It is almost cliché to say that there has been an explosion in the amount of research on leadership in a cross-cultural context. In this review, we describe major advances and emerging patterns in this research domain over the last several years. Our starting point for this update is roughly 1996-1997, since those are the dates of two important reviews of the cross-cultural leadership literature [specifically, House, Wright, and Aditya (House, R. J., Wright, N. S., & Aditya, R. N. (1997). Cross-cultural research on organizational leadership: A critical analysis and a proposed theory. In: P. C. Earley, & M. Erez (Eds.), New perspectives on international industrial/organizational psychology (pp. 535-625). San Francisco, CA) and Dorfman (Dorfman, P. W. (1996). International and cross-cultural leadership research. In: B. J. Punnett, & O. Shenkar (Eds.), Handbook for international management research , pp. 267-349, Oxford, UK: Blackwell)]. We describe the beginnings of the decline in the quest for universal leadership principles that apply equivalently across all cultures, and we focus on the increasing application of the dimensions of culture identified by Hofstede [Hofstede, G. (1980). Culture's consequences: International differences in work-related values (Abridged ed.). Newbury Park, CA: Sage] and others to describe variation in leadership styles, practices, and preferences. We also note the emergence of the field of cross-cultural leadership as a legitimate and independent field of endeavor, as reflected in the emergence of publication outlets for this research, and the establishment of long-term multinational multi-investigator research programs on the topic. We conclude with a discussion of progress made since the two pieces that were our departure point, and of progress yet to be made.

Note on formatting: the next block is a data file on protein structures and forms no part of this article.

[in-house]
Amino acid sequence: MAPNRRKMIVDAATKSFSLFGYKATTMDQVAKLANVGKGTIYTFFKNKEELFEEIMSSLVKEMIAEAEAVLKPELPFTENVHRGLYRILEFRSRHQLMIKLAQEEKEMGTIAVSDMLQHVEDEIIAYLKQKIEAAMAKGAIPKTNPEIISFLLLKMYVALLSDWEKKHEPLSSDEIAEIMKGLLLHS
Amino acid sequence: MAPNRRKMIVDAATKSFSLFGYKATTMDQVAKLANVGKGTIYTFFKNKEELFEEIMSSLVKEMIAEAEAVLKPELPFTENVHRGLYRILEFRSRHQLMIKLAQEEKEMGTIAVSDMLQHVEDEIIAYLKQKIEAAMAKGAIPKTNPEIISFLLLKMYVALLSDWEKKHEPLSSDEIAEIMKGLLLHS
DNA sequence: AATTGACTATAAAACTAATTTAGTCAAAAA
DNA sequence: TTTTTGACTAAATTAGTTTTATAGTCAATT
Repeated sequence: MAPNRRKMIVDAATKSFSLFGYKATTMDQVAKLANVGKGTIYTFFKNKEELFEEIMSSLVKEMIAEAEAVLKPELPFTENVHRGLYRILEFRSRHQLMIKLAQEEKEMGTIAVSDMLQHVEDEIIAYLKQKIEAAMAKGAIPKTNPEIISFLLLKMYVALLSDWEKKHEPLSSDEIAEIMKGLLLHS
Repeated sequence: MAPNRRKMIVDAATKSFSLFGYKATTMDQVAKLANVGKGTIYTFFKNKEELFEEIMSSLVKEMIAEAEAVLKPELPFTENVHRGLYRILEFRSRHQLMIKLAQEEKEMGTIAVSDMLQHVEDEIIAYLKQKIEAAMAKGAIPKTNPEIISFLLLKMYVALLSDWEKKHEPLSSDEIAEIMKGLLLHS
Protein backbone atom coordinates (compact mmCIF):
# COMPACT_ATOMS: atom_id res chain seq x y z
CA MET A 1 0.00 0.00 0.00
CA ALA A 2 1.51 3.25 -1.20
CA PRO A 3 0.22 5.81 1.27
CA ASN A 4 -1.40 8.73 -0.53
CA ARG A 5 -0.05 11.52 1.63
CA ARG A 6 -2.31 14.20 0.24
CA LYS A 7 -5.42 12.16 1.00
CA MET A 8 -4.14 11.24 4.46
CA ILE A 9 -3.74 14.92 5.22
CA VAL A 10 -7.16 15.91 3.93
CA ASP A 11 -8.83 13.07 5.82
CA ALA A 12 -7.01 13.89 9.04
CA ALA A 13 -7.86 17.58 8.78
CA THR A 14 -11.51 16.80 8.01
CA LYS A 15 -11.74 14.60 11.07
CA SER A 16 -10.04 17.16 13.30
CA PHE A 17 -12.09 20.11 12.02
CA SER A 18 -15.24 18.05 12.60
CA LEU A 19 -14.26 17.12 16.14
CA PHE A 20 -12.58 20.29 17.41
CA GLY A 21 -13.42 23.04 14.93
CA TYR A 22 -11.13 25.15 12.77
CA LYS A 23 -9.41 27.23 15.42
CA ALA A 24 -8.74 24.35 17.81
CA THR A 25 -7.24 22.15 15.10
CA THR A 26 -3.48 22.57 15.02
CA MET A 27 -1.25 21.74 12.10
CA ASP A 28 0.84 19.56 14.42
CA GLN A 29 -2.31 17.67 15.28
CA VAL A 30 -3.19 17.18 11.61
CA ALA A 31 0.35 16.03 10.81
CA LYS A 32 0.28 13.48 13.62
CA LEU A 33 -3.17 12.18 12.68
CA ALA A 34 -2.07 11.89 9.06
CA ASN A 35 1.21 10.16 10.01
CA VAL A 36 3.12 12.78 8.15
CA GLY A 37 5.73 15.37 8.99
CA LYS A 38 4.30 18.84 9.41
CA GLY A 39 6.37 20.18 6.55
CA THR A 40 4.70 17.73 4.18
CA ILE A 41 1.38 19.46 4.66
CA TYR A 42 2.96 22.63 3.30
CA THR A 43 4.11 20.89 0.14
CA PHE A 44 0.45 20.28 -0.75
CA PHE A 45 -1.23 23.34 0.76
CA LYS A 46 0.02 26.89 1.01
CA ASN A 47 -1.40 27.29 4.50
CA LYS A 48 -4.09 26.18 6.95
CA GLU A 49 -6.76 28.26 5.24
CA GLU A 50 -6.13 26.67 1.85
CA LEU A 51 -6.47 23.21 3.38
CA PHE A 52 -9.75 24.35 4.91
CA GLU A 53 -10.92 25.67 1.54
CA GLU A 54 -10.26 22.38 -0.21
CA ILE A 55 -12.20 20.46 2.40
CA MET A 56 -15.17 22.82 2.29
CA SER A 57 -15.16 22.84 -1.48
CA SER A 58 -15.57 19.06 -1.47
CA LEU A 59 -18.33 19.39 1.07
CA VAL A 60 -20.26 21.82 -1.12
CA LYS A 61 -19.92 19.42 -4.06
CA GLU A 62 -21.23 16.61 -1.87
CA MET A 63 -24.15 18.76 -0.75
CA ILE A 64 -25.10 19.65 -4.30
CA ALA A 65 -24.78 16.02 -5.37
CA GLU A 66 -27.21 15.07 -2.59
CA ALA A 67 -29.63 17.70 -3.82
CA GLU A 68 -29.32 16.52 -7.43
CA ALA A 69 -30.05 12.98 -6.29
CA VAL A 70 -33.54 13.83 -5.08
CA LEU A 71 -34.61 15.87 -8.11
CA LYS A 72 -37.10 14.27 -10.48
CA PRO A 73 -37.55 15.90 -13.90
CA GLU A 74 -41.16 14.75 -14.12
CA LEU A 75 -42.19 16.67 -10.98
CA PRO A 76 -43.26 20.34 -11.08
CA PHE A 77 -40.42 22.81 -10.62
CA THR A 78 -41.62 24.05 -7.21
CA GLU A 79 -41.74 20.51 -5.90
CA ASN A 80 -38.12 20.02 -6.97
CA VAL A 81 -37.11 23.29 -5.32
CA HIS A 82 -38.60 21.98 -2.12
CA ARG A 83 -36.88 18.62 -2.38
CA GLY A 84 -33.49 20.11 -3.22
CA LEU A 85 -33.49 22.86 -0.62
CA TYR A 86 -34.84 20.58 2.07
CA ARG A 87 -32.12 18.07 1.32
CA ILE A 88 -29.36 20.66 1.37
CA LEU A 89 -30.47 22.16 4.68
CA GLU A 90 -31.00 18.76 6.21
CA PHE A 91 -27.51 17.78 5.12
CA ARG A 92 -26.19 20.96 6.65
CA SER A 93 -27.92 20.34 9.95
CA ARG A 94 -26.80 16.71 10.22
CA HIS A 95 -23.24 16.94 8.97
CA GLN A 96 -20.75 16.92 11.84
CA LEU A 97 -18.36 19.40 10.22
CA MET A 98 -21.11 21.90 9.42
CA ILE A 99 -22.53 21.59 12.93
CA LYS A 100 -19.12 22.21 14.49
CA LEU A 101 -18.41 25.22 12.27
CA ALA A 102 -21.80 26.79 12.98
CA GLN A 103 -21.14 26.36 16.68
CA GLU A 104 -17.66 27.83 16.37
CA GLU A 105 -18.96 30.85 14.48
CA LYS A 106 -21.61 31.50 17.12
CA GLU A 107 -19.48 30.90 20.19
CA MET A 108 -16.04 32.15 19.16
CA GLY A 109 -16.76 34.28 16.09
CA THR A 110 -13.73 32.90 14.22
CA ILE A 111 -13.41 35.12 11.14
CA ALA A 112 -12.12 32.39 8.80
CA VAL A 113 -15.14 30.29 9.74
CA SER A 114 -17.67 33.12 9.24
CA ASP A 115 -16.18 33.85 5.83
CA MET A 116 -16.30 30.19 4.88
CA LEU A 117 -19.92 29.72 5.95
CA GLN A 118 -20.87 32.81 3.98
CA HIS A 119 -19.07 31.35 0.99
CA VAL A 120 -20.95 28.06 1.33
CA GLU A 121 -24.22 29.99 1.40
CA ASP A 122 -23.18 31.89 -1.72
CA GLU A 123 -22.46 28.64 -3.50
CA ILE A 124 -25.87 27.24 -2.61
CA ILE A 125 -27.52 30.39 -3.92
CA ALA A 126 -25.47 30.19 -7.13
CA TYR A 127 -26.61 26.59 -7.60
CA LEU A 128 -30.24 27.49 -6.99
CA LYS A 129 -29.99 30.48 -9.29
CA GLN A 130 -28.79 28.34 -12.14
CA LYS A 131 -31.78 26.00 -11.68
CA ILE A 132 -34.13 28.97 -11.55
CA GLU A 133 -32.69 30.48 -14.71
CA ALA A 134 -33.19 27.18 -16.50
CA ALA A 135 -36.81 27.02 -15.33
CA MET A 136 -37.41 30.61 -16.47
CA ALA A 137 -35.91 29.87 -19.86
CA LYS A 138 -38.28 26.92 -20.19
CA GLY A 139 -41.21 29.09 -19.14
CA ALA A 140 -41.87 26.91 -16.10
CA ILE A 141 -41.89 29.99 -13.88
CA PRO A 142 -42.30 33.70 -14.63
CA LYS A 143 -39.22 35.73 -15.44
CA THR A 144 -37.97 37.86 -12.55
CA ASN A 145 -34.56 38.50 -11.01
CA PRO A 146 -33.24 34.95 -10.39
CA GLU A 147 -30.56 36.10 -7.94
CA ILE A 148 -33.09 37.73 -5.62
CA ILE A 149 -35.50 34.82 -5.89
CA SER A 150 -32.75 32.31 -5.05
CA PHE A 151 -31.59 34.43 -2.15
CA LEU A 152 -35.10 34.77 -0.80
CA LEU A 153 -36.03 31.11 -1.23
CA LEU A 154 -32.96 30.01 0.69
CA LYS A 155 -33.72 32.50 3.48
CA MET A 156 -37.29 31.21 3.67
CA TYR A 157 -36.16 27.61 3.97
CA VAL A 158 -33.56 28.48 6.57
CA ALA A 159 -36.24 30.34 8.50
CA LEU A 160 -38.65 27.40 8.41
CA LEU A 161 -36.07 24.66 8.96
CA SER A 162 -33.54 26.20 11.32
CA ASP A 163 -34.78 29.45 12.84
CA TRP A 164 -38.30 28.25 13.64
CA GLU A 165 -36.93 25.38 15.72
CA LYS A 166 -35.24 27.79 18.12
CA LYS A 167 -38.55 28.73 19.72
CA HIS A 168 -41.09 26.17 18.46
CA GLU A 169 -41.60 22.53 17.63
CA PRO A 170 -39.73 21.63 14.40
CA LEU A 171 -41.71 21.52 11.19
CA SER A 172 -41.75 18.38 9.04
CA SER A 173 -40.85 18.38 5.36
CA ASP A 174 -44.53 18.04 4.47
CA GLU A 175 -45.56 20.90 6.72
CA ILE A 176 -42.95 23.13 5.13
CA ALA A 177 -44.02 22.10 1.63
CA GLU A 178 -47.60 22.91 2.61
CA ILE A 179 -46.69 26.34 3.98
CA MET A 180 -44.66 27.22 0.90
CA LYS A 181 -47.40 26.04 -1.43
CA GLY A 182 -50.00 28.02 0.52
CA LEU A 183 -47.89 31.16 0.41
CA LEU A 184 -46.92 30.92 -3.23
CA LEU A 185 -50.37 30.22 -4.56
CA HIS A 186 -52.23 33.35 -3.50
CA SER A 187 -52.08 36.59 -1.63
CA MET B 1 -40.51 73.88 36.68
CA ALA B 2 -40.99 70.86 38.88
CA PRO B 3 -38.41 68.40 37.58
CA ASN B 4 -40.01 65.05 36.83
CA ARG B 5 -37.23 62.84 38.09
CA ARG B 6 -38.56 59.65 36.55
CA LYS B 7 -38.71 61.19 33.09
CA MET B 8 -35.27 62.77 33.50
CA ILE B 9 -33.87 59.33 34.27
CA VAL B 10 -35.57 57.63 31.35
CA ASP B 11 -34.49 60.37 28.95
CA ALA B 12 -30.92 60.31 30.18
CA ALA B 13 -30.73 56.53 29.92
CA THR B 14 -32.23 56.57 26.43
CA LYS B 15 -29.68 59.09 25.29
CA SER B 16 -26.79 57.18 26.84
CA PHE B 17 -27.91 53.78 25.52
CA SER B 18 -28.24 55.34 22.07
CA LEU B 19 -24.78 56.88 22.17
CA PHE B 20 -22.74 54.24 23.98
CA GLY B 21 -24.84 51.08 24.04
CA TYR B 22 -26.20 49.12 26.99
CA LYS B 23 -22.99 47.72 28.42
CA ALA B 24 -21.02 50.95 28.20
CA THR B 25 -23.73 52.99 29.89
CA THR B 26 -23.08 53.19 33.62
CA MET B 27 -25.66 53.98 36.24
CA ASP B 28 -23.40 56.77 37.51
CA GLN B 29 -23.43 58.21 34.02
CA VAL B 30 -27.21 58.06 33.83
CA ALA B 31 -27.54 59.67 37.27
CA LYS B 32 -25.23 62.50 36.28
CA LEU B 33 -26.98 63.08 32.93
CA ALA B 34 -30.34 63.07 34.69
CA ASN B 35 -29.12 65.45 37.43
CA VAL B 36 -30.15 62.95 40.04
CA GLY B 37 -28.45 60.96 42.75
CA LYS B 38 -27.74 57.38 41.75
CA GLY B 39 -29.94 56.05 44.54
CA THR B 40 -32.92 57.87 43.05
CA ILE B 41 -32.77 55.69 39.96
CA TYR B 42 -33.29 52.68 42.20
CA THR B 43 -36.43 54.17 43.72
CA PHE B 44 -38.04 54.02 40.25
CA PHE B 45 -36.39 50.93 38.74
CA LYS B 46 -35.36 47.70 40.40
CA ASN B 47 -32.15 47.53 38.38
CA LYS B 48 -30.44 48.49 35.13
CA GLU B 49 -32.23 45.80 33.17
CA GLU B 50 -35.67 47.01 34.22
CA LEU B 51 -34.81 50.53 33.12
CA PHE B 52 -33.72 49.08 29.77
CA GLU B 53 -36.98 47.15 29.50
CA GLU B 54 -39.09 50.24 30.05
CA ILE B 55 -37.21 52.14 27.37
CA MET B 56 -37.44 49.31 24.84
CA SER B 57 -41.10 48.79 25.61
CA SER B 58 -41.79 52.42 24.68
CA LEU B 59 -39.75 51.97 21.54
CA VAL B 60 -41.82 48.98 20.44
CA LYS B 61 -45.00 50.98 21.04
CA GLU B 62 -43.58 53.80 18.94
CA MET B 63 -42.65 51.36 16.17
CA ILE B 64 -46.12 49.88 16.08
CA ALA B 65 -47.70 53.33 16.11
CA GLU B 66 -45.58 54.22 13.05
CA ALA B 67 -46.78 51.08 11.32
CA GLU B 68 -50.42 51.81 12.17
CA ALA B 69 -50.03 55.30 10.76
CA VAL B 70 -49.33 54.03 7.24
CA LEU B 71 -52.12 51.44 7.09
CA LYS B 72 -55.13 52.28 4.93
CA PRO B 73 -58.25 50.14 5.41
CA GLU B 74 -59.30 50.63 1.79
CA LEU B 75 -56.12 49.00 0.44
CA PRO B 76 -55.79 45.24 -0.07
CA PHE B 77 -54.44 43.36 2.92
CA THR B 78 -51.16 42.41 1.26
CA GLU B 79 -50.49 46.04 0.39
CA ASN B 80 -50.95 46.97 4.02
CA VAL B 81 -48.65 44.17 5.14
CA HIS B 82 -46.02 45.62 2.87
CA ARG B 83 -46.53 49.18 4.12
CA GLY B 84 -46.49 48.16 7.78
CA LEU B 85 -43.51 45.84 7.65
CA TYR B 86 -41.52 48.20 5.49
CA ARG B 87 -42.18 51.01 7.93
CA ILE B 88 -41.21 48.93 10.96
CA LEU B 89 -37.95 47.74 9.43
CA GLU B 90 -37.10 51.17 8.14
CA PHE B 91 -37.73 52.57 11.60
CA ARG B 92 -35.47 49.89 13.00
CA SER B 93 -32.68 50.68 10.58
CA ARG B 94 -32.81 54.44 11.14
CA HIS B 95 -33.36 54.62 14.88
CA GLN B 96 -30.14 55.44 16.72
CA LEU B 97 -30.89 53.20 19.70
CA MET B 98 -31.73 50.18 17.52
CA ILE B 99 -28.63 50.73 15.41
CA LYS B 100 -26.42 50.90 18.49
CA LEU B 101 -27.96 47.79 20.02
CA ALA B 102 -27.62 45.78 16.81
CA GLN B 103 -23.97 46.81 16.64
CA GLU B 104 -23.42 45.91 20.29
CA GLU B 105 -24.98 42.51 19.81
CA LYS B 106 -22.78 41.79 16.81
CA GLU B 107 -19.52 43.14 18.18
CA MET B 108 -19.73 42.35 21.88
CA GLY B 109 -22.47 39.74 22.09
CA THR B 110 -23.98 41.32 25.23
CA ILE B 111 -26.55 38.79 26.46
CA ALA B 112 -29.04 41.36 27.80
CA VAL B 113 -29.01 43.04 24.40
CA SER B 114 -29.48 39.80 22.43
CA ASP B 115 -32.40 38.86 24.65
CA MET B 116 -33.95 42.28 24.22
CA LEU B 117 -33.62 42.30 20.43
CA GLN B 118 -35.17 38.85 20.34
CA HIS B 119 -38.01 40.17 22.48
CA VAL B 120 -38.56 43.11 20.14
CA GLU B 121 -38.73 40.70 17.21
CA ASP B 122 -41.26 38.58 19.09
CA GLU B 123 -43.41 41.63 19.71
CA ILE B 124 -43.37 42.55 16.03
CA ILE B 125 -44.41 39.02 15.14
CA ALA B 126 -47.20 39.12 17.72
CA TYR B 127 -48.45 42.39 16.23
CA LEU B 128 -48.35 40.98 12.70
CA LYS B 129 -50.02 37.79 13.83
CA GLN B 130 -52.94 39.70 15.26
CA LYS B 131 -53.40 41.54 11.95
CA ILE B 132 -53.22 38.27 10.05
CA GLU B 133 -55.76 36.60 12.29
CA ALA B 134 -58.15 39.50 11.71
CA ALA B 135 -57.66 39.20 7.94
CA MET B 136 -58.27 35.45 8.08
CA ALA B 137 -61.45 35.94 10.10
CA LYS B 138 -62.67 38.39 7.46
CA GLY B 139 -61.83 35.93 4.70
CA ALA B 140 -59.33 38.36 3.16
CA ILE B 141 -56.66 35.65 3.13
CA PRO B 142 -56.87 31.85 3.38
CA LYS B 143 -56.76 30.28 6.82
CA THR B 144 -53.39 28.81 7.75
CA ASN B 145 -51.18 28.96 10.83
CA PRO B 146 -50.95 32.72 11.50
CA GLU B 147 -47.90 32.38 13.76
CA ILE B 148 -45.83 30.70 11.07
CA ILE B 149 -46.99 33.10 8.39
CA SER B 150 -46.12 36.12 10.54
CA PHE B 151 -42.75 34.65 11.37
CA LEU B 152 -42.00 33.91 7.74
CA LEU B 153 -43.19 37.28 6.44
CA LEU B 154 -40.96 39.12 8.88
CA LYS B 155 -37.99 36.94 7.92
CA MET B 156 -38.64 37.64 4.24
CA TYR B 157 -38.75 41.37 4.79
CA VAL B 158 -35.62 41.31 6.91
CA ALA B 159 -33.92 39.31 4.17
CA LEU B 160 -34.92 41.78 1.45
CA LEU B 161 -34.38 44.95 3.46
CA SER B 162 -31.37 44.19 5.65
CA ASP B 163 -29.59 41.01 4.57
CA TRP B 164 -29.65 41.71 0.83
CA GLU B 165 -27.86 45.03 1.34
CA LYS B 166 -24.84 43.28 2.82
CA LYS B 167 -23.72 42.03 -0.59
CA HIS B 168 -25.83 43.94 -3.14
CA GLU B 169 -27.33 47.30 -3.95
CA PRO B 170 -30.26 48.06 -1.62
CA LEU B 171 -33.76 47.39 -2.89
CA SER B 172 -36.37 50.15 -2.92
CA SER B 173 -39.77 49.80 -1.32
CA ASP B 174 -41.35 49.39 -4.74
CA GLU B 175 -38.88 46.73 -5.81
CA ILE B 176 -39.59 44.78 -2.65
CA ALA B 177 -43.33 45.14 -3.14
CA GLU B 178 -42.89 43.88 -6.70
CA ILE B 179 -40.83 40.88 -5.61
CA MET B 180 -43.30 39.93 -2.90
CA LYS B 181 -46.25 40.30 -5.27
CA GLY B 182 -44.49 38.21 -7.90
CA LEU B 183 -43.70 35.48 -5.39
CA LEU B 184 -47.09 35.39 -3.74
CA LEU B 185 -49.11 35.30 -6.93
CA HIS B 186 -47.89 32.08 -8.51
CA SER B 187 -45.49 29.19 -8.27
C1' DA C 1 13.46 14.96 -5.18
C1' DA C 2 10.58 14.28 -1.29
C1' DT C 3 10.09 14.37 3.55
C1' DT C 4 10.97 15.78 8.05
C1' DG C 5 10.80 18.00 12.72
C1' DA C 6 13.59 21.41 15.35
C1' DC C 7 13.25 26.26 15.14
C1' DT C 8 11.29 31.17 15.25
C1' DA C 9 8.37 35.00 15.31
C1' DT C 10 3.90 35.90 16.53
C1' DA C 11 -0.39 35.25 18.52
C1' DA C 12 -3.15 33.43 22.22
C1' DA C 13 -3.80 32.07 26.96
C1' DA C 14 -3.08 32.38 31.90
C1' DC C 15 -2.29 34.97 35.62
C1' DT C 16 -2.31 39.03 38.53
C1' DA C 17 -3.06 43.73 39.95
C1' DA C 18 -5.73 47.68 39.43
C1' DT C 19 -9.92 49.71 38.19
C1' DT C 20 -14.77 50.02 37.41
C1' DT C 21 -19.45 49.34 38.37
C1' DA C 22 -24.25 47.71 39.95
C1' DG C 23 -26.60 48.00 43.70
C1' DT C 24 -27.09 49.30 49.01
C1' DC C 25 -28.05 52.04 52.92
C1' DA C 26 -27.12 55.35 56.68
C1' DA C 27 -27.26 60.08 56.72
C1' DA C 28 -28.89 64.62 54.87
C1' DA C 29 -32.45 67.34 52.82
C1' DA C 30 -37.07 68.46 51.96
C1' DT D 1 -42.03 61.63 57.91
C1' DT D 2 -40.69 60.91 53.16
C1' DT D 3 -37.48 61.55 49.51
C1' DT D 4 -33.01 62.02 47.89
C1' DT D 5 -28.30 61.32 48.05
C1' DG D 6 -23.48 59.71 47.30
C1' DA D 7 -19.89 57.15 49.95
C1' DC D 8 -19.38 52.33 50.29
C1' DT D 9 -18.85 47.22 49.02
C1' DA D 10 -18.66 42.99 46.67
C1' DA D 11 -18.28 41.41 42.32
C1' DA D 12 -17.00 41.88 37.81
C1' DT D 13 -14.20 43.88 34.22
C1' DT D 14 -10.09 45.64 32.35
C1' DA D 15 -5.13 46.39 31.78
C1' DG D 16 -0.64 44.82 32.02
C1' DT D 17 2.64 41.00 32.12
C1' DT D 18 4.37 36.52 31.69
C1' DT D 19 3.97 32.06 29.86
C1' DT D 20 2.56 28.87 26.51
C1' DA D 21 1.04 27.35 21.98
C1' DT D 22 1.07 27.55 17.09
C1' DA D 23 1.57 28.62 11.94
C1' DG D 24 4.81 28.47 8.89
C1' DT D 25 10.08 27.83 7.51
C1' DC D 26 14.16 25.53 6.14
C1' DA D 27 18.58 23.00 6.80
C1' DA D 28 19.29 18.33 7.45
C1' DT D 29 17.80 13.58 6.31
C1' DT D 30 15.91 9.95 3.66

Cross-cultural, Globe, Leadership, Multi-national, Universal,
The Leadership Quarterly
Erasmus Research Institute of Management

Dickson, M.W, den Hartog, D.N, & Mitchelson, J.K. (2003). Research on leadership in a cross-cultural context: Making progress, and raising new questions. The Leadership Quarterly (Vol. 14, pp. 729–768). doi:10.1016/j.leaqua.2003.09.002